The mine was dug into a ridgeline called Eggshell Hill overlooking Ruby. There was a single shaft that went down almost 1,000 feet and nine levels of subterranean tunnels, along with secondary shafts in many directions. There were so many that the entire hill became unstable to the point where several decades ago, a portion of the southeast end of it collapsed. This exposed a cross-section of the mine – just like someone sliced off the end of the hill so you could see inside.

I call it The Bat Cave. From May to September, it’s the home of an estimated 200,000 Mexican free-tailed bats. They swarm at dusk and dawn, blackening the sky above Ruby for almost five minutes. Biologists estimate they eat several tons of bugs every night.

Collapsed Mine

You can clearly see the honeycomb of shafts and levels of the Montana Mine. They keep going down into the darkness but the edge was too unstable to risk a closer look. I was already past the warning sign. With binoculars and proper light, you can see timbers, hopper cars, wooden ladders and railroad track. This is where the Mexican freetail bats swarm in and out of from May to September.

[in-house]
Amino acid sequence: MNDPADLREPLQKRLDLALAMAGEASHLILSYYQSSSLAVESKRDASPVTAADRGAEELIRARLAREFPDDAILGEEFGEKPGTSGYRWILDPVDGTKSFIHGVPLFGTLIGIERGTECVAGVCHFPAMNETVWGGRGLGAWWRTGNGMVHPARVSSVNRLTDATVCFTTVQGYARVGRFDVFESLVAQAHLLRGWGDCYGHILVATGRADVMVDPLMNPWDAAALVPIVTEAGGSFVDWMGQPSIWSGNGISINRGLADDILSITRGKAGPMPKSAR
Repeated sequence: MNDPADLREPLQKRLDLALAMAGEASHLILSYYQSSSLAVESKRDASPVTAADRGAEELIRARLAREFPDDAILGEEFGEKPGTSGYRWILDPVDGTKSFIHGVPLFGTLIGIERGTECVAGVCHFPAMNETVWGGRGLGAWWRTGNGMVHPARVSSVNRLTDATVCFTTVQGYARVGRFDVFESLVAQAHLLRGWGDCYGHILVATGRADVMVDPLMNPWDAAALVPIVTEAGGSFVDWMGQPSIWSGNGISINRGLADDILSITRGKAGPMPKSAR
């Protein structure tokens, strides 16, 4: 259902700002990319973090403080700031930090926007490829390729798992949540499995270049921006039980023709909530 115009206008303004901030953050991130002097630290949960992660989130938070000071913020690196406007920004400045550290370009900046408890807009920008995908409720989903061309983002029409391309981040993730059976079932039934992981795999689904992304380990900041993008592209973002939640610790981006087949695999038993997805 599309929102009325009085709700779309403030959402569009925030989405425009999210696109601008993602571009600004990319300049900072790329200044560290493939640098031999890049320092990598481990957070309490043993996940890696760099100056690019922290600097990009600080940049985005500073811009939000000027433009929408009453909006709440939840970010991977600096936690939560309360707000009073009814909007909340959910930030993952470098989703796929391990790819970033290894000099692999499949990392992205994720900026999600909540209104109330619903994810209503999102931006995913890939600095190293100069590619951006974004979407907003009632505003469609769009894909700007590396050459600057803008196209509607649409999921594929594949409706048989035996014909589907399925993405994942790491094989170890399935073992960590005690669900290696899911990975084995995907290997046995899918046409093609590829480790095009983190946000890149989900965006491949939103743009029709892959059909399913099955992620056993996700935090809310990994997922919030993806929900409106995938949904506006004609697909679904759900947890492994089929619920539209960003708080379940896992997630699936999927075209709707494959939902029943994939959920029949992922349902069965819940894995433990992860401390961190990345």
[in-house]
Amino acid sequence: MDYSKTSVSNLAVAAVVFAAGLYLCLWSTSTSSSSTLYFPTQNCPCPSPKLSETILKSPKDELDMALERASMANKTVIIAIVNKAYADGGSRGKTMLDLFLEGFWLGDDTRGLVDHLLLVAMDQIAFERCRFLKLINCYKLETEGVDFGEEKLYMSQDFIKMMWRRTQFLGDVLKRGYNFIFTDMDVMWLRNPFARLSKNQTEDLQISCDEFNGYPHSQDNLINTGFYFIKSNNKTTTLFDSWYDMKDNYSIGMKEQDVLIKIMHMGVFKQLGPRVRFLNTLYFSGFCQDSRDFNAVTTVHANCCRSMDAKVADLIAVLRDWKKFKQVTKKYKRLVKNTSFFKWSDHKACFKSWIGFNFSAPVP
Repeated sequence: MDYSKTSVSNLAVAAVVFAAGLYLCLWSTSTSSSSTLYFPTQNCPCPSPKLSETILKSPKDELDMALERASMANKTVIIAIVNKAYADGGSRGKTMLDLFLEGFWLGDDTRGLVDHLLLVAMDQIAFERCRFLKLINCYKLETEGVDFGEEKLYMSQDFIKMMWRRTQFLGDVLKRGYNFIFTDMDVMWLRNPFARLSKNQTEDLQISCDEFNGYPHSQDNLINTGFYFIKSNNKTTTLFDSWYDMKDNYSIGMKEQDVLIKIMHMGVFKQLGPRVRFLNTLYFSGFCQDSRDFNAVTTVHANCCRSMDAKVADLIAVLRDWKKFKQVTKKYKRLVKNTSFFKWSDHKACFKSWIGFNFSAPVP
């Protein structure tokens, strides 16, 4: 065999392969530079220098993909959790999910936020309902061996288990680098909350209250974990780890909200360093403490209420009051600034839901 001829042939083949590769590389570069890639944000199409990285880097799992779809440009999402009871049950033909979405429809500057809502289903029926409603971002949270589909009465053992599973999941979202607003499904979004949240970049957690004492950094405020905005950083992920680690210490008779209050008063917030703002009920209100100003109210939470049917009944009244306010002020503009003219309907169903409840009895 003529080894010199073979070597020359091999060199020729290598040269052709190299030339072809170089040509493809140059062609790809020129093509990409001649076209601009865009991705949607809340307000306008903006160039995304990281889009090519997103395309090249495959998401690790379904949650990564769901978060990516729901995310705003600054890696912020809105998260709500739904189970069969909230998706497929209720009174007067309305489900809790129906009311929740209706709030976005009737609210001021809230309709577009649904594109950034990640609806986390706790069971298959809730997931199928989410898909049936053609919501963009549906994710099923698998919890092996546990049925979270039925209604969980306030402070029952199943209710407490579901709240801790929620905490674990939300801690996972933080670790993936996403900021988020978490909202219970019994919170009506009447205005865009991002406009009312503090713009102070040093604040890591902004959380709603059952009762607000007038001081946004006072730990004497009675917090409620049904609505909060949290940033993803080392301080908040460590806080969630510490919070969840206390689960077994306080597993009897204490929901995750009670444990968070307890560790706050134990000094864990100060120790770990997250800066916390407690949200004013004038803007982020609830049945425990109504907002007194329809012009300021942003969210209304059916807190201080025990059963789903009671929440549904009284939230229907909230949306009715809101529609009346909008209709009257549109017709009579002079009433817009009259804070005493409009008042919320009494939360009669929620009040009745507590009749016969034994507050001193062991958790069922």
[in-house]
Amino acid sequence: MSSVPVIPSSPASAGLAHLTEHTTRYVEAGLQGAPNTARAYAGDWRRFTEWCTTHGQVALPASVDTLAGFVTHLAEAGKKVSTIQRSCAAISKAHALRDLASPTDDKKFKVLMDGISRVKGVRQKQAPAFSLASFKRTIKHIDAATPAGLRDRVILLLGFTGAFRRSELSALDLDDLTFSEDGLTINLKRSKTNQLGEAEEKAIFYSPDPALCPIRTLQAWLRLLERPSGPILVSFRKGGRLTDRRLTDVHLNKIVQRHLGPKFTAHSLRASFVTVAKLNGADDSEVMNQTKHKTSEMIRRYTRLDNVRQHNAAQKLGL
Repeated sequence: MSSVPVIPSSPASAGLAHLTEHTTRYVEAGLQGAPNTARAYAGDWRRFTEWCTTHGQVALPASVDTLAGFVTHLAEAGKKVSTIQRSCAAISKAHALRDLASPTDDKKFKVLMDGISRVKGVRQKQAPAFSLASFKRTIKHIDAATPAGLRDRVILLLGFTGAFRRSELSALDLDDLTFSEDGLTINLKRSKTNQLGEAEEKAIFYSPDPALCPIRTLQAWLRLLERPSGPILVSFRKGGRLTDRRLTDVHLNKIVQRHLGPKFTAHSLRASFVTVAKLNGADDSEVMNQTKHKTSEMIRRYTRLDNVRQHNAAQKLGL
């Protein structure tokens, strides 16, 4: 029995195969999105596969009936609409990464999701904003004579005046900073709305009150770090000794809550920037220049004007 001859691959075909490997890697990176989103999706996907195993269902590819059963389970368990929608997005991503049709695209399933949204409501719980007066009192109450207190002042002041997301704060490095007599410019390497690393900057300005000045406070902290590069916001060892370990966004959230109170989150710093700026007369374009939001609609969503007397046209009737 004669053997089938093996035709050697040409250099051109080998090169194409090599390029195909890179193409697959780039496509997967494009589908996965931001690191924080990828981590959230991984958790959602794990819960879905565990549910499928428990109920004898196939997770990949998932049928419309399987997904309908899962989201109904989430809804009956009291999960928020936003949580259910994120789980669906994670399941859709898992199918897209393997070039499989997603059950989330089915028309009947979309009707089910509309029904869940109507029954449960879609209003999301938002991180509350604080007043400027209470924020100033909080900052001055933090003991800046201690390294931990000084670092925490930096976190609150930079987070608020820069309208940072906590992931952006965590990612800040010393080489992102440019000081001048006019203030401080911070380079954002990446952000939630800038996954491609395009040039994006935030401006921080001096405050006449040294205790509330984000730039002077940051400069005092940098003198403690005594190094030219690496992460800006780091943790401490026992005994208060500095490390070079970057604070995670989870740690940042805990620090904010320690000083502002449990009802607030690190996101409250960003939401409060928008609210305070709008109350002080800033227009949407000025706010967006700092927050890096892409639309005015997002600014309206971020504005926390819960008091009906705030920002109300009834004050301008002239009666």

I was never much of a photographer but have become increasingly interested in it as we continue our adventures in retirement. As such, I’ve always got a camera with me primed and ready. You never know when you’ll run into the mythical “Place That Nobody Knows About and Few Have Seen.” This one definitely qualifies.

Collapsed Mine

Here’s a closeup of the top of the cave in. You get a much better view of the remnants in the shafts. With binoculars and some favorable light, you can see even more.

Almost all of my pictures are done on the move and on the fly, with little planning and setup time. You come upon some great shots but grabbing them can be challenging. Neither of these pictures really do the area justice. It’s a massive cave in and it goes down into the blackness almost 1,000 feet. There’s a single strand of rusty barbed wire fence around the top and a warning sign – both of which I ignored. Anything for the shot.

I took both pictures with a Nikon D3100 on automatic settings, an 18-270mm lens and a circular polarizer. It was about 4:00 PM in January and the light/shadows were not helpful. In the original photos, the mine area is pitch black and the sunny slopes are almost whiteouts. I edited them in Picasa to bring out as much detail as I could. By altering the light and saturating the color, they came out pretty well. If we go back, I’ll try a series of shots for an HDR photo.

Ruby is a fascinating place. If you like ghost towns, you’ll love Ruby. You can read all about it on our website.

Here’s another recent blog posting about Ruby that you might like.

To the batcave … Boris and Natasha